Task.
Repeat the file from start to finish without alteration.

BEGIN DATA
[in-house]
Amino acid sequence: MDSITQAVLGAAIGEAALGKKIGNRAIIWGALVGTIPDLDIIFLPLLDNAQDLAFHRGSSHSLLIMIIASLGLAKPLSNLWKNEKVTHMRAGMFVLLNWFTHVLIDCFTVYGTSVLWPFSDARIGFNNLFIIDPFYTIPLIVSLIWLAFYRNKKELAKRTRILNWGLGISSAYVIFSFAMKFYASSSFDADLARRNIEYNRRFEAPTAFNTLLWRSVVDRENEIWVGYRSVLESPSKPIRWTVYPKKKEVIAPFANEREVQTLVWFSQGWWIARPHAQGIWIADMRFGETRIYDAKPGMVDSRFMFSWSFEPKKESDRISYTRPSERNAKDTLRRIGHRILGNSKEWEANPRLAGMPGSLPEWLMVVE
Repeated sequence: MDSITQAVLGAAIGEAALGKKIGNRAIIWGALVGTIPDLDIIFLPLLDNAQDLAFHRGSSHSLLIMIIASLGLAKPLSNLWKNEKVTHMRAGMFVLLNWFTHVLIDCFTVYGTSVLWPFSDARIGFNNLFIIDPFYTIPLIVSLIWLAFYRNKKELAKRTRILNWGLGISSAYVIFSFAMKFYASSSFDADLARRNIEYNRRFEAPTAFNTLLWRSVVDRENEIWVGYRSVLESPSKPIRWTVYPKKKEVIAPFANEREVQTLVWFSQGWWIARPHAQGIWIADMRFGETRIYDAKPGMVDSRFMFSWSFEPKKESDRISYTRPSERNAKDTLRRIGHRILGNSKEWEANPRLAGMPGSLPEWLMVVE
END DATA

[in-house]
Amino acid sequence: MDSITQAVLGAAIGEAALGKKIGNRAIIWGALVGTIPDLDIIFLPLLDNAQDLAFHRGSSHSLLIMIIASLGLAKPLSNLWKNEKVTHMRAGMFVLLNWFTHVLIDCFTVYGTSVLWPFSDARIGFNNLFIIDPFYTIPLIVSLIWLAFYRNKKELAKRTRILNWGLGISSAYVIFSFAMKFYASSSFDADLARRNIEYNRRFEAPTAFNTLLWRSVVDRENEIWVGYRSVLESPSKPIRWTVYPKKKEVIAPFANEREVQTLVWFSQGWWIARPHAQGIWIADMRFGETRIYDAKPGMVDSRFMFSWSFEPKKESDRISYTRPSERNAKDTLRRIGHRILGNSKEWEANPRLAGMPGSLPEWLMVVE
Repeated sequence: MDSITQAVLGAAIGEAALGKKIGNRAIIWGALVGTIPDLDIIFLPLLDNAQDLAFHRGSSHSLLIMIIASLGLAKPLSNLWKNEKVTHMRAGMFVLLNWFTHVLIDCFTVYGTSVLWPFSDARIGFNNLFIIDPFYTIPLIVSLIWLAFYRNKKELAKRTRILNWGLGISSAYVIFSFAMKFYASSSFDADLARRNIEYNRRFEAPTAFNTLLWRSVVDRENEIWVGYRSVLESPSKPIRWTVYPKKKEVIAPFANEREVQTLVWFSQGWWIARPHAQGIWIADMRFGETRIYDAKPGMVDSRFMFSWSFEPKKESDRISYTRPSERNAKDTLRRIGHRILGNSKEWEANPRLAGMPGSLPEWLMVVE